Macau’s Secretary for Security, Wong Sio Chak (pictured in a file photo), said on Thursday that there could be “good news” presently on what he termed the “border opening” process between mainland China and Macau. The border is not currently closed to travellers despite Covid-19, but various protocols have coincided with a greatly-decreased volume of people – including mainland tourists – moving between the places.
“The central government will coordinate soon each province to step up the works on border reopening with Macau, and see when this can be implemented. This hopefully is good news,” Mr Wong remarked.
The official did not mention – in the remarks aired by local public broadcaster TDM – whether his expected “good news” included a reinstatement of the mainland’s exit visa system for independent tourists, known as the Individual Visit Scheme (IVS).
Mainland China is the largest-single source of Macau’s tourists during normal times, according to Macau government data, and is thought – according to other research – to provide the majority of the market’s casino gamblers.
Mr Wong was speaking on the sidelines of a meeting of the city’s Legislative Assembly on Thursday.
The same day, the Macau government announced a fresh tightening of travel protocols for inbound movement from neighbouring Hong Kong, a city that has seen a recent uptick in Covid-19 cases.
The new requirement – with effect from 6am on Friday (August 7) – is that those inbound from Hong Kong must have a certificate proving they have tested negative for Covid-19 infection, that has been issued within the preceding 24 hours. Only this week, the Macau government had tightened the rule to say such a certificate had to be issued in the preceding 72 hours, rather than the preceding seven days.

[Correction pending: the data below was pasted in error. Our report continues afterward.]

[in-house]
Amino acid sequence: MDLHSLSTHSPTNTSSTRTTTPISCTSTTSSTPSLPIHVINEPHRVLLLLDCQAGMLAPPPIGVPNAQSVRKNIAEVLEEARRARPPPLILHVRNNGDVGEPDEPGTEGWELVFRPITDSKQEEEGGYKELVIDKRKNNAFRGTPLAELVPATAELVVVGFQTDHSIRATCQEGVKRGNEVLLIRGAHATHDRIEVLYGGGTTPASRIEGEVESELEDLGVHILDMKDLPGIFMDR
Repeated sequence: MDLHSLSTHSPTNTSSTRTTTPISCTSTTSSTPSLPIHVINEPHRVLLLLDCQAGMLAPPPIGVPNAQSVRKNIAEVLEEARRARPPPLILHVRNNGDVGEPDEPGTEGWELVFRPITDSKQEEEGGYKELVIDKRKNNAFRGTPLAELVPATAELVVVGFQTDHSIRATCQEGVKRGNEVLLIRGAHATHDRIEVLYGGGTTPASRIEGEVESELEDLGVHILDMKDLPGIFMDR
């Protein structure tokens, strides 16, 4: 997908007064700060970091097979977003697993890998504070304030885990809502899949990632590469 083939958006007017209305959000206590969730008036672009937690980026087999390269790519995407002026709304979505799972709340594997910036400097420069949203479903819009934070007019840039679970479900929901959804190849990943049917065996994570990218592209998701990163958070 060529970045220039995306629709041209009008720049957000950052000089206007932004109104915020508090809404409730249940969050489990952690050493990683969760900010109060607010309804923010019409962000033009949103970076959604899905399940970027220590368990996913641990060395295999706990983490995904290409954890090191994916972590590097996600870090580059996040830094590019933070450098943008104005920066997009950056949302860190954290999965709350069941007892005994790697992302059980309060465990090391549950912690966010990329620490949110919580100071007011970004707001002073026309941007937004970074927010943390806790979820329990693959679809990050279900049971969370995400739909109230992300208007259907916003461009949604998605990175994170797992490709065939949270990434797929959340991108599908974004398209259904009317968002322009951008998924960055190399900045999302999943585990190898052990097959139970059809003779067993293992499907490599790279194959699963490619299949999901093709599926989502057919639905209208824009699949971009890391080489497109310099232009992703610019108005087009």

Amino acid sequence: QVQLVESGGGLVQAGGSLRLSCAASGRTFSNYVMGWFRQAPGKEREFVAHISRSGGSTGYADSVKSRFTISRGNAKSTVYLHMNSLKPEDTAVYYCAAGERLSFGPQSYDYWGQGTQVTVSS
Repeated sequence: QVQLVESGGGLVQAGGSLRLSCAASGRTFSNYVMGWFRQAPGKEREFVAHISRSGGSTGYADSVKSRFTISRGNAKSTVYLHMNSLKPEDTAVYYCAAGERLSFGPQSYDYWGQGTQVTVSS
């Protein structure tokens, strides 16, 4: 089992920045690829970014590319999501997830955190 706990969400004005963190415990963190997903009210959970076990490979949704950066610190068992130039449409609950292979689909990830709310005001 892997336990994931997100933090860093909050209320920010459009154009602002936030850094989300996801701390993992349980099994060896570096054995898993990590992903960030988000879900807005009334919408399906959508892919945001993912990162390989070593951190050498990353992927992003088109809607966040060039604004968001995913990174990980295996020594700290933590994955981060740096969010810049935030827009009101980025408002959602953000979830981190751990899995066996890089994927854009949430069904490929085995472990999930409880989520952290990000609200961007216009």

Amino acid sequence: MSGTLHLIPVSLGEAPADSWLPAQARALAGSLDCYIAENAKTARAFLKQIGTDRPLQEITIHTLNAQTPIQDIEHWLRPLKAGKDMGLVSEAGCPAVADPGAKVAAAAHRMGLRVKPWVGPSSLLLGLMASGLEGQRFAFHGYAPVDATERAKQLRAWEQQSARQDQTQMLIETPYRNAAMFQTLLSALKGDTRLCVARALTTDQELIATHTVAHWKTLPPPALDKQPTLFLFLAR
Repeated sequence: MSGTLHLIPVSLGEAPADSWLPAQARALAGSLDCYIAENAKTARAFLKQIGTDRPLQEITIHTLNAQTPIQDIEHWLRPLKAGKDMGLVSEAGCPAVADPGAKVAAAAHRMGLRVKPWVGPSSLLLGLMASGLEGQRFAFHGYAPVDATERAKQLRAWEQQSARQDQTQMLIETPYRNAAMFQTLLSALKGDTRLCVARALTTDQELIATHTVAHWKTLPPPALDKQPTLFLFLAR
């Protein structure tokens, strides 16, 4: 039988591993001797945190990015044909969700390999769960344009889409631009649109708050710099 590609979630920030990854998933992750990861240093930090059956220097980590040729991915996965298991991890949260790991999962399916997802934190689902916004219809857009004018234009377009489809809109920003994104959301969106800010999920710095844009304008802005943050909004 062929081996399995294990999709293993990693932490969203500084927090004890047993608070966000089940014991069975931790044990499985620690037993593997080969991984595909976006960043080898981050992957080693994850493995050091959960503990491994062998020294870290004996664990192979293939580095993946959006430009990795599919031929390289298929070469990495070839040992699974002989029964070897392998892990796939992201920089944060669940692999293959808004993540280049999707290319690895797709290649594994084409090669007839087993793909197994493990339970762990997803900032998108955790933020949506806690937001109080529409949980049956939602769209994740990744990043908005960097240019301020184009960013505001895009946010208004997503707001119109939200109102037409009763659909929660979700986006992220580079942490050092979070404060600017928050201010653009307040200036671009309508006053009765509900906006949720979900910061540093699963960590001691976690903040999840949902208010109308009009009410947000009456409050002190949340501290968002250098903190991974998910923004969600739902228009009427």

A 14-day quarantine condition remains in place for all inbound travellers that have been in Hong Kong in the 14 days prior to arrival in Macau.
Shenzhen, the mainland city nearest to Hong Kong, is also imposing the new test certificate rule on inbound travellers from Hong Kong with effect from Friday. So is Zhuhai, next door to Macau, but which can be reached directly from Hong Kong, via the Hong Kong-Zhuhai-Macau Bridge.
In terms of the timing of news on prospects for normalisation of Macau-mainland China travel ties, Macau media outlets only reported in paraphrase on Thursday some commentary from Secretary Wong.
He said any such news would be announced by the mainland authorities and Macau’s Covid 19 task force, known as the Novel Coronavirus Response and Coordination Centre. The latter currently holds media briefings three times per week.
“All the works relating to border opening [normalisation]” with mainland China, were “in progress,” said Mr Wong.
He added the Macau government had been “coordinating each policy secretary to work” on such matters, and the process had been “smooth so far”.
A resumption in issuance of non-tourism visas for travel from Guangdong to Macau – effective from July 15 – was retrospectively confirmed by mainland officials at the end of July. Other mainland provinces are due to resume non-tourism visas to Macau from August 12.
Another incremental improvement recently was the removal, from July 15, of a rule whereby all mainlanders were required to undergo a 14-day quarantine in Guangdong, after returning from a trip to Macau.
On Thursday Mr Wong echoed the recent commentary of another senior local official, the Secretary for Economy and Finance, Lei Wai Nong, regarding a resumption of tourism in volume.
Mr Wong said further travel easing between Macau and mainland China would be realised “step-by-step”, with “virus prevention” measures in place.
Jan 15, 2021Recent advisory notices issued by a number of local authorities in mainland China, calling on residents not to travel during the February Chinese New Year (CNY) break, further clouds the prospects...
Jan 15, 2021
“We expect Las Vegas Sands to not have any material change in strategy. The focus remains developing Macau and Singapore”
Vitaly Umansky, Kelsey Zhu and Tianjiao Yu
Analysts at brokerage Sanford C. Bernstein